For those that aren’t aware: I am an anthropologist by training. And as you are all well aware, I am something of a “shitlord”. These two traits are corroborated in more than a few esteemed members of this field of anthropology, and should be corroborated in all anthropologists-in fact, I will go as far as to say that anthropology, a subject that deals with the deepest of modern taboos (namely: the biological realities of the human species and different populations and clades therein) should be the “shitlordiest” of all academic disciplines. Unfortunately, and ironically, it is, in fact, responsible for a lot of the talking points of progressivism. This is due to what I have dubbed the anthropology schism. This schism lies between my faction, the biological/physical/evolutionary anthropologists (the terms are for the most part interchangeable), and the cultural anthropologists.  To put it very simply: biological anthropologists study the biology, both macro (bones, dentition, musculature, behavior, etc.) and micro (genes, hormones), of all peoples in the world and extinct hominids (aka: the… Keep Reading

Culture/Philosophy

We Were Already Living In Brave New World

In the last couple of weeks, it has been something of a big “human interest” story that people have been buying George Orwell’s 1984 en masse in a reaction to the election of Donald Trump as President of the United States. Naturally, commentators have flocked to this, clucking that this is proof that dystopia is looming above us, that we’re soon going to be visited by the Ministries of Truth and Love, and, of course, that we have always been at war with Eurasia I’m not going to get into how essentially every Republican has been accused of this since Nixon at least. Nor am I going to get into how Orwell may not have necessarily agreed with these newfound fans of his—after all, while Orwell certainly criticized fascism (what Mr. Trump is accused of being by “the resistance”), he was certainly no fan of communism either, as explicitly illustrated by both 1984 and Animal Farm (and yes, as I showed in this article, Trump has somehow been accused… Keep Reading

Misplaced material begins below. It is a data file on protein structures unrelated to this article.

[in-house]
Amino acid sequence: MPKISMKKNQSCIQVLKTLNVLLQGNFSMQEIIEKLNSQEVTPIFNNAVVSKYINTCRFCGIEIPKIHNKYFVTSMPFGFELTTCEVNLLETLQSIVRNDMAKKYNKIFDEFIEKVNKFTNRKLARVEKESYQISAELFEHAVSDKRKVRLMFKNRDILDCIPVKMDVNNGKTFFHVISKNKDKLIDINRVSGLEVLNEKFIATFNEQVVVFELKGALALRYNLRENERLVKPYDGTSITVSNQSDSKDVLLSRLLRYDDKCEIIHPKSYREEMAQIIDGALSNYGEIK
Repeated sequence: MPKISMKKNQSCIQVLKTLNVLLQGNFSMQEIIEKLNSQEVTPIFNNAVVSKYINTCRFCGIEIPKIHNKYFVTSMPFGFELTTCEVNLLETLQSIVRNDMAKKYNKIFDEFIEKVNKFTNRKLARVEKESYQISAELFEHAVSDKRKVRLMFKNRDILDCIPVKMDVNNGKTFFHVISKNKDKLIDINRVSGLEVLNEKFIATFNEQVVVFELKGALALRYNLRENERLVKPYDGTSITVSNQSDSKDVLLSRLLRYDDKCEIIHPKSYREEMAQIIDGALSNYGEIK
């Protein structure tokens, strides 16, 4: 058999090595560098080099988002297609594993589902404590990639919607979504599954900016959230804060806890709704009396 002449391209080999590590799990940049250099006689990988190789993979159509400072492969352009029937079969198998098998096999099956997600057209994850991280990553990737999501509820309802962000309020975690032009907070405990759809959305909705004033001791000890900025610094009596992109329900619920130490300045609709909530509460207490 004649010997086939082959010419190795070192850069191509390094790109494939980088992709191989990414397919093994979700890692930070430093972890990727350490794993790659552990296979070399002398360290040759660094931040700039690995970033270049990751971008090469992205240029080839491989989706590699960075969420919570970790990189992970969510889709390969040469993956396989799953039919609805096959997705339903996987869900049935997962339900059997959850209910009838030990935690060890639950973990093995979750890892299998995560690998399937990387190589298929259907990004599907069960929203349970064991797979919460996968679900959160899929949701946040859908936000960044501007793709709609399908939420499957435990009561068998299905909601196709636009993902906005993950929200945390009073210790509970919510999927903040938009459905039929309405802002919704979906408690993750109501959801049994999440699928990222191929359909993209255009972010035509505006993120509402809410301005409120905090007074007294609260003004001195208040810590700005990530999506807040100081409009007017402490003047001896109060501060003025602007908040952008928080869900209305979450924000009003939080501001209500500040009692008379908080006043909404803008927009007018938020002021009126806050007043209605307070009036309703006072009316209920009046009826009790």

Philosophy

What I Learned From “The Art Of The Deal”

With the election of Donald Trump (your president and mine!), I decided that it has become increasingly relevant for us all to read some of his books to get an idea of how the man “ticks”. And so I picked up The Art of the Deal. Having done so, I can say that I’m glad: for while some of the book should be looked at skeptically (as should some of what Trump is saying in his presidency), as a whole, this book will provide some pretty solid advice on business and life in general, as well as, perhaps inadvertently, reveal some details about Mr. Trump himself . Keep Reading

Culture/Politics

Rape Really Is About Power!

A cliche that you’ll often see in the regular public service announcements regarding rape and sexual assault is the idea that “rape isn’t about sex, it’s about power”. And, despite my derisive tone in the first sentence, I feel that this is basically true. Sex certainly isn’t difficult to get whether it’s free or purchased—while that easily obtained sex may be uninviting and somewhat mortifying for one or both parties, the fact remains that should you want to have le petit mort with a partner, it’s remarkably easy to do so. Combined with the fact that rape is a recognized tactic of irregular warfare/terrorism (as seen in numerous African conflicts), and it’s hard to argue that rape is not at least partially motivated by the desire for political and social power. In fact, I would go as far as to say that human sexuality, on the whole, is, to some extent, motivated by ideas of domination and subjugation—bodices are ripped, rather than asked politely if they can be unlaced.… Keep Reading